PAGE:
There were various reasons for choosing to work on the Richmond Food Asset Map as our project for LFS 350. Each of us have personal goals that we would like to achieve through this project. For example, Emily stated that she wanted to learn more about the job of a dietitian; while Licca wants to learn about the different resources available, especially food skill workshop availability to help one of her neighbourhood friends. As a group, we hope to develop a tool that will benefit people of the community to have greater access to food related programs. Moreover, some members of our group members live in Richmond and are eager to positively contribute to their local community food system.


Project Objectives

  • To develop a simple map as a tool for members of the community to identify and locate food assets available to them in the community

  • To raise awareness of public food assets, including community kitchens, food skills programs, and kitchen spaces, where the members of the Richmond community can gain education and training, as well as participate in social gathering opportunities

  • To allow members of the Richmond community to quickly and easily pinpoint gaps in the local community

Pictures showing the community working together in the kitchen

Community Organization

Vancouver Coastal Health (VCH) is a health authority striving to support the healthy lives of community members by providing care, education, and research (“Strategy,” n.d.). Within VCH, registered dietitians promote healthy attitudes toward food and eating through sharing evidenced-based information and education to community members (“Food Asset Map,” n.d.). The dietitians, along with their partners, Vancouver Neighbourhood Food Networks, UBC Land and Food Systems’ students and instructors, the City of Vancouver, and Fresh Roots, create food asset maps in local communities to allow community members to become knowledgeable in the available support with health and food (“Food Asset Map,” n.d.).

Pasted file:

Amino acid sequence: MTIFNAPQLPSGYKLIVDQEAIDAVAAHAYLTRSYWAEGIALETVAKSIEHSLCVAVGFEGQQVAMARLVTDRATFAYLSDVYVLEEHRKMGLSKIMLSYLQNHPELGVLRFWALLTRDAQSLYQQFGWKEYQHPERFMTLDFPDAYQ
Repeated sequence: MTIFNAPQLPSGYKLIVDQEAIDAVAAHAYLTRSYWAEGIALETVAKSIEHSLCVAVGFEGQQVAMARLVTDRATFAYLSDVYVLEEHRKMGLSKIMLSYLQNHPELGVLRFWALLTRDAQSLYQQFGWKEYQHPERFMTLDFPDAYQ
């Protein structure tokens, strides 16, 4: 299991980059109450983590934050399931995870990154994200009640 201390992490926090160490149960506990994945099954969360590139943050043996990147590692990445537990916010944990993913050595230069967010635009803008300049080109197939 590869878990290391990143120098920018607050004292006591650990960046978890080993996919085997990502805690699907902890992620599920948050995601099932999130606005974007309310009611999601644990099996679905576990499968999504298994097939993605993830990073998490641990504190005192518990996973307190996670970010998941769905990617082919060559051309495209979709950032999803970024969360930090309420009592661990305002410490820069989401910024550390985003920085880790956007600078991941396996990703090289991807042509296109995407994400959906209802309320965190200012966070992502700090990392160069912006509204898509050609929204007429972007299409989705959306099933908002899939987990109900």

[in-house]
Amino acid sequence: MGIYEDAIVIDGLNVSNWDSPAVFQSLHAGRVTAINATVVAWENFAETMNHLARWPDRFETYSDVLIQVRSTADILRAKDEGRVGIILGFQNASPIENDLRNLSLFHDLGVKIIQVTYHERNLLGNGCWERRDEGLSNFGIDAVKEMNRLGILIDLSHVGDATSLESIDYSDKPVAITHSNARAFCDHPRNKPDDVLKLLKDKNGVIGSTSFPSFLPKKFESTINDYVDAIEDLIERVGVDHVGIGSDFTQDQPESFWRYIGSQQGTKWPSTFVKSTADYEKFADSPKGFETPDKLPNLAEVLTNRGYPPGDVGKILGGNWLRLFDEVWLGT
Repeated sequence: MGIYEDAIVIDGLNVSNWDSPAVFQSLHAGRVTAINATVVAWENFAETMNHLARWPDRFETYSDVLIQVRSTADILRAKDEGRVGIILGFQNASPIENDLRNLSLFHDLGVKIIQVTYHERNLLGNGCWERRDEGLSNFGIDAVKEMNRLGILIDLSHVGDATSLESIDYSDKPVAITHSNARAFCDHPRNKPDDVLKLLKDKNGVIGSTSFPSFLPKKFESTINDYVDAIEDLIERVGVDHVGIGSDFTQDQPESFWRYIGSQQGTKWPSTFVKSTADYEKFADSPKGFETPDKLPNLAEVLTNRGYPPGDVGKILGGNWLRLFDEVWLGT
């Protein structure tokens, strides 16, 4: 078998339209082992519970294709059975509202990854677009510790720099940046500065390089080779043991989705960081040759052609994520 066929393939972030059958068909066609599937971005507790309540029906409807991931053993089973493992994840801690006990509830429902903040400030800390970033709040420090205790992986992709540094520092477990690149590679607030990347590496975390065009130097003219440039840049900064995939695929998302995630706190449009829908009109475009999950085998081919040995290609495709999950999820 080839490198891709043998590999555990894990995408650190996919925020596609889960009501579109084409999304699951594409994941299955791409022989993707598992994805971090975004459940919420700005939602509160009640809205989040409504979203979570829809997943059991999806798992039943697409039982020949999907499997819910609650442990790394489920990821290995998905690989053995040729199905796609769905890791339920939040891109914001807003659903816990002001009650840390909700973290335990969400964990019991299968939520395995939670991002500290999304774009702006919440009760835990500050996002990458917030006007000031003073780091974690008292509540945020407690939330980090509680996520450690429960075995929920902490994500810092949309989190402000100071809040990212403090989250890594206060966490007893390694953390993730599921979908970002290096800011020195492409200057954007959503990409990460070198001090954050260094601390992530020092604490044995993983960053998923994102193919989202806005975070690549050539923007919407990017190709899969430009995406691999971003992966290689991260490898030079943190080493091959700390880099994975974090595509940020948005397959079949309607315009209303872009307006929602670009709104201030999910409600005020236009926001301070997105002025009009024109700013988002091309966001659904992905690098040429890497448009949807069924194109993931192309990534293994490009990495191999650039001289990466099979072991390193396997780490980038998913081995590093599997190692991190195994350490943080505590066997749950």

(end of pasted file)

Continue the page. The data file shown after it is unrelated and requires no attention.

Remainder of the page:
First Impressions: Integration of Food Justice and Asset-Based Community Development

Ernesto Sirolli (2012) highlighted many ideas in his TED Talk that aligned with the principles of Asset-Based Community Development and food justice. Through this project with Vancouver Coastal Health to develop a food asset map for Richmond, many of these principles and ideas will be put into effect. Much like how Sirolli (2012) stated that success cannot be achieved alone, our project to create a food asset map for the community relies on collaborative work between us, the students of LFS 350, and Vancouver Coastal Health. Moreover, our work as students is to connect with community partners, such as community centres and local churches, to identify food assets that are available and help Vancouver Coastal Health develop a food asset map that is accurate and easy to use. Our project is a prime opportunity for voices of community members to be heard and for us to actively listen rather than paternalize (Sirolli, 2012) to collectively contribute to the improvement of our food system.

With regards to food justice, the development of the Richmond Food Asset Map will result in promoting food security in the community and tackling inequalities in socioeconomic status, which has been a major cause for food insecurity (Cadieux & Slocum, 2015). Furthermore, in the development of this tool, communal reliance and control is heavily emphasized, allowing for members of the community to freely access the city’s food assets (Cadieux & Slocum, 2015).

With these ideas and concept in mind, we hope that our work with VCH this semester can contribute to the bigger picture of solving food insecurity in families in Richmond.


Cadieux, K. V., & Slocum, R. (2015). What does it mean to do food justice? Journal of Political Ecology, 22, 1-26.

Diversecity Photo. Retrieved Feb 06 2018 from http://www.dcrs.ca/services/settlement-services-and-community-programs-department/food-security-program/

Food Asset Map. (n.d.). Retrieved from http://www.vch.ca/public-health/nutrition/food-asset-map

Greater Vancouver Food Bank Picture. Retrieved Feb 06 2018 from https://www.foodbank.bc.ca/our-programs/community-kitchens/

Sirolli, E. [TED]. (2012, November 26). Ernesto Sirolli: Want to help someone? Shut up and listen! [YouTube]. Retrieved from https://www.youtube.com/watch?v=chXsLtHqfdM

Strategy. (n.d.). Retrieved from http://www.vch.ca/about-us/strategy/

Vancouver Coastal Health Logo. Retrieved Feb 06 2018 from http://www.vch.ca/